Stealth Debit

Last January I gave my dad a gift subscription to The Economist for his birthday.  He had been a subscriber for many years, but somehow lost it when his life was dominated by an altogether more serious problem.  It’s the ideal birthday present for someone who’s never been easy to buy for: not merely absolutely right for him, but also something that can be repeated each year thereafter.

A week ago he ‘phoned me, having noticed that the end date of his subscription had moved a year, to January 2017.  Great, that’s exactly as intended, but he wondered if I’d renewed.  In fact I hadn’t: I’d been awaiting contact from The Economist about renewal.  Hmm … if they haven’t asked either of us to pay, who do they suppose is paying?  Or do they have one of those billing departments that gets into a terrible mess?

Checking my bank accounts, I find I had indeed set up a direct debit, and yesterday it was debited for another year’s subscription.  OK, fine, but isn’t it customary to send at least a courtesy email notifying me ahead of a direct debit?  Not a big issue: I’d intended the payment anyway and had ample funds in the account.  But I’m mildly p***ed off not to have been warned.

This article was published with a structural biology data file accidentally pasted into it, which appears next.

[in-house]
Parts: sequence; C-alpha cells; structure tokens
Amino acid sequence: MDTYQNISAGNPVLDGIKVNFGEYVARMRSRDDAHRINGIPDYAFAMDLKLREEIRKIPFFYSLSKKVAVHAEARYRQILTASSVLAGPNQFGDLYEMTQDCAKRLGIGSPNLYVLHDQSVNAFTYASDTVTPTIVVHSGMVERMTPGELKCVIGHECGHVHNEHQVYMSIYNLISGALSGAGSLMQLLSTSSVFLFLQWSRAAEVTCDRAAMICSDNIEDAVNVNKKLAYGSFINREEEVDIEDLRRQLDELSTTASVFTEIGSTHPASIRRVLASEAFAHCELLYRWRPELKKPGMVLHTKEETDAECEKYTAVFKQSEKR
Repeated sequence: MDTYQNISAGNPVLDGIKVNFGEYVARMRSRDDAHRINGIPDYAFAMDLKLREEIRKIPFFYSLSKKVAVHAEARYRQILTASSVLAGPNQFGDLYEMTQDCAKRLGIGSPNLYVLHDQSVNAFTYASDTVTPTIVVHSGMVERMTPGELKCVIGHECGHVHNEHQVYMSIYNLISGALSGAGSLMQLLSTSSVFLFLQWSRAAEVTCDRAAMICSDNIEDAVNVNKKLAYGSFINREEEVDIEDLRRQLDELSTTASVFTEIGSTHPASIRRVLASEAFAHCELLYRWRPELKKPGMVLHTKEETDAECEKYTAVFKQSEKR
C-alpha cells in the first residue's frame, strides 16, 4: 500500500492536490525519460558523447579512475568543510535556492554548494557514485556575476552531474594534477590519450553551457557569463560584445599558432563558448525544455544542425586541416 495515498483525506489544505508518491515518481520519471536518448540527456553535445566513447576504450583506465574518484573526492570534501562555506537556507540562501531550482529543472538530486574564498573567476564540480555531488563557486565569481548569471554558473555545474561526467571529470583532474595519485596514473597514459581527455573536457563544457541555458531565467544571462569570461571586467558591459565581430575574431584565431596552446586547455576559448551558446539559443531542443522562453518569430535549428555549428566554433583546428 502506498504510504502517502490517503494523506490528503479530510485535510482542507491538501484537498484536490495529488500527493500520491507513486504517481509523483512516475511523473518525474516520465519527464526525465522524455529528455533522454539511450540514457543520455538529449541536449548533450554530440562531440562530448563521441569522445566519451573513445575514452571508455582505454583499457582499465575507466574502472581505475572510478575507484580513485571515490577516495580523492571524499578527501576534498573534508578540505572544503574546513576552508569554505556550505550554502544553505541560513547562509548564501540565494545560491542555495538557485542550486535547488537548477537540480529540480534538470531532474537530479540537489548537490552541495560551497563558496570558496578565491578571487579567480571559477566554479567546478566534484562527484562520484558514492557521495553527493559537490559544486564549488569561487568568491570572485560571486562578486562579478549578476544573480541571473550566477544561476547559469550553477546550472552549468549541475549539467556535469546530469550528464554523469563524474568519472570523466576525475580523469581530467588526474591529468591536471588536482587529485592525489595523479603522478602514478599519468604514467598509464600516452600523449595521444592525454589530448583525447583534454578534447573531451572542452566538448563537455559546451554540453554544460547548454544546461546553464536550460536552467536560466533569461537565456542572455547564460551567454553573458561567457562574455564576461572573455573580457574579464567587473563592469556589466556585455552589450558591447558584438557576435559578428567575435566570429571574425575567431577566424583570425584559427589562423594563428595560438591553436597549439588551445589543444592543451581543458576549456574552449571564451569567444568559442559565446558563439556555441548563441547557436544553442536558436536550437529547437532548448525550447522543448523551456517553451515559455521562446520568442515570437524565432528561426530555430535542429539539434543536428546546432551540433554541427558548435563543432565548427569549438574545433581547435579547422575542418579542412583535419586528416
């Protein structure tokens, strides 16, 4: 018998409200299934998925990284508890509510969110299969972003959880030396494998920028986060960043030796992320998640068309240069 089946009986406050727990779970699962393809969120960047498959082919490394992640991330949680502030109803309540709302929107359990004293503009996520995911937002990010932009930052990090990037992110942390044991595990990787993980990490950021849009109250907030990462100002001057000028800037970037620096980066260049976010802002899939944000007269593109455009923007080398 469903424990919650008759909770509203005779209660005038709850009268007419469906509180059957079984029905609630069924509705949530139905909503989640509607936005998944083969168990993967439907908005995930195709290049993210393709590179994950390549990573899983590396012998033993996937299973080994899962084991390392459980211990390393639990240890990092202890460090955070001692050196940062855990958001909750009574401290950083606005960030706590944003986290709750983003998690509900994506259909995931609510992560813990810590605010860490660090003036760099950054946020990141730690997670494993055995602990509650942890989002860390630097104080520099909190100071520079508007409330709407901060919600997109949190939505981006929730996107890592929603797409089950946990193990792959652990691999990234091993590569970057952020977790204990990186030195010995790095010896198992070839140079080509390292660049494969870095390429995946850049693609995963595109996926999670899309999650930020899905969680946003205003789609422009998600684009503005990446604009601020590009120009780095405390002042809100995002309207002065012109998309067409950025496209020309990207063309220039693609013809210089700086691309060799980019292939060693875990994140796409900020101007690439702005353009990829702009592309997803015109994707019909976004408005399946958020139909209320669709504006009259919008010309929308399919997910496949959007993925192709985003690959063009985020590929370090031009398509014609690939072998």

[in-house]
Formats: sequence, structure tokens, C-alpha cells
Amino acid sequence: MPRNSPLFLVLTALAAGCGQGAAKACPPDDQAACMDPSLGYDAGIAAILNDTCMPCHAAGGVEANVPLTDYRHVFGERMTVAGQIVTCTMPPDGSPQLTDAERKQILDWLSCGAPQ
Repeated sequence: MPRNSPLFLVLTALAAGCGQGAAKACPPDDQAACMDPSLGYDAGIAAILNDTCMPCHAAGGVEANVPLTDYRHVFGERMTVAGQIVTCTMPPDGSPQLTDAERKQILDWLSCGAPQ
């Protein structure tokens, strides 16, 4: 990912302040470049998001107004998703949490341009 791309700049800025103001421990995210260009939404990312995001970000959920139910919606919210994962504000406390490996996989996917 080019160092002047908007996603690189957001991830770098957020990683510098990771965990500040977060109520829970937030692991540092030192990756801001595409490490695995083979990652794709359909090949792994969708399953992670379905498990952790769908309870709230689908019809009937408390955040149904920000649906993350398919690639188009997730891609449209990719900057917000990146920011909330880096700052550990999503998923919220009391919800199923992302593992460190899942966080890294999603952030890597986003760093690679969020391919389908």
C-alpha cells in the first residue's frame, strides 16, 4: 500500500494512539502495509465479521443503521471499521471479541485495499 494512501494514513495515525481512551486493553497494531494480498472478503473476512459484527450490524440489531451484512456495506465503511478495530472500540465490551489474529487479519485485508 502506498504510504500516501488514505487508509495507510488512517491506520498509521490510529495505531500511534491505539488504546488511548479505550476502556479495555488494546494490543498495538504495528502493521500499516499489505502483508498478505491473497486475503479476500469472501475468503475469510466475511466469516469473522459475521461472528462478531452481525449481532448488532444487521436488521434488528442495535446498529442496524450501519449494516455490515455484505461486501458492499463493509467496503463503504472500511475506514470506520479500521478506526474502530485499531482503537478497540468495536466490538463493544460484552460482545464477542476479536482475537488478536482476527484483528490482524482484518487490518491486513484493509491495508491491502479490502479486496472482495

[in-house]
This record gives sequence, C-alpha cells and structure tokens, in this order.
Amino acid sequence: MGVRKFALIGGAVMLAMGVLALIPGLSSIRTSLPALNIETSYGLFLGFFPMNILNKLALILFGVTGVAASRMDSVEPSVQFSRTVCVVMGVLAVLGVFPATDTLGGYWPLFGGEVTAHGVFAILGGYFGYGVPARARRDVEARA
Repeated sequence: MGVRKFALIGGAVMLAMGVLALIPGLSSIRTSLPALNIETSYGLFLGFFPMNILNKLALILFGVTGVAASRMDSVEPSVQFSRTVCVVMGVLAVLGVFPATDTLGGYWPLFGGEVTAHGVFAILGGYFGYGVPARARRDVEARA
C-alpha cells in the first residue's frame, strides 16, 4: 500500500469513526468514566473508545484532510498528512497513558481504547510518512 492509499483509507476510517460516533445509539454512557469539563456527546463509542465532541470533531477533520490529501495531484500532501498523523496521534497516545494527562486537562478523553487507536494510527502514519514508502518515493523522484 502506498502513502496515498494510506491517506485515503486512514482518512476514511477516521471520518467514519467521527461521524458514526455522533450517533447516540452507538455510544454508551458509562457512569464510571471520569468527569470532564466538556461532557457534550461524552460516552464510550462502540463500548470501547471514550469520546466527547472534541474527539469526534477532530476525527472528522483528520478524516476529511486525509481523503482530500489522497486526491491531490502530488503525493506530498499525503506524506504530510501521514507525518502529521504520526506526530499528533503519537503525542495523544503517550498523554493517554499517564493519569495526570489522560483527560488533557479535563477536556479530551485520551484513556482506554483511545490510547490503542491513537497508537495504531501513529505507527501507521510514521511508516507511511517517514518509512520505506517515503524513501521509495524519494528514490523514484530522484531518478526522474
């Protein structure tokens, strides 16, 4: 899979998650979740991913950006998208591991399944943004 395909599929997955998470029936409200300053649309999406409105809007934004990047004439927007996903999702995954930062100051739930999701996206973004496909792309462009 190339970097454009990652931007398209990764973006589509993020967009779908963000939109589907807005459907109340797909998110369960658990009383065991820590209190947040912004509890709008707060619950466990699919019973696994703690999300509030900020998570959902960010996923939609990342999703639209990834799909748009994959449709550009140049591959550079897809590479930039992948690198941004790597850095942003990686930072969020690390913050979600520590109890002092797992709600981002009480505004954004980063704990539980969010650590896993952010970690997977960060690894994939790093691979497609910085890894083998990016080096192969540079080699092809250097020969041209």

Perhaps they fear losing a subscription?  That would put them in the same game as scammers who seek to sign you up by stealth to something you don’t want.  Not a happy thought.

Posted on January 30, 2016, in Uncategorized. Bookmark the permalink. 2 Comments.

  1. Could they have sent an email but you spam filter zapped it?

  2. Nope, they have an unfiltered address.

    As with any commercial organisation I give an address to, it’s unique to them. That makes it easy to delete any address that starts to get spam. It happens (e.g. amazon), but it’s mercifully rare that someone ignores data protection.

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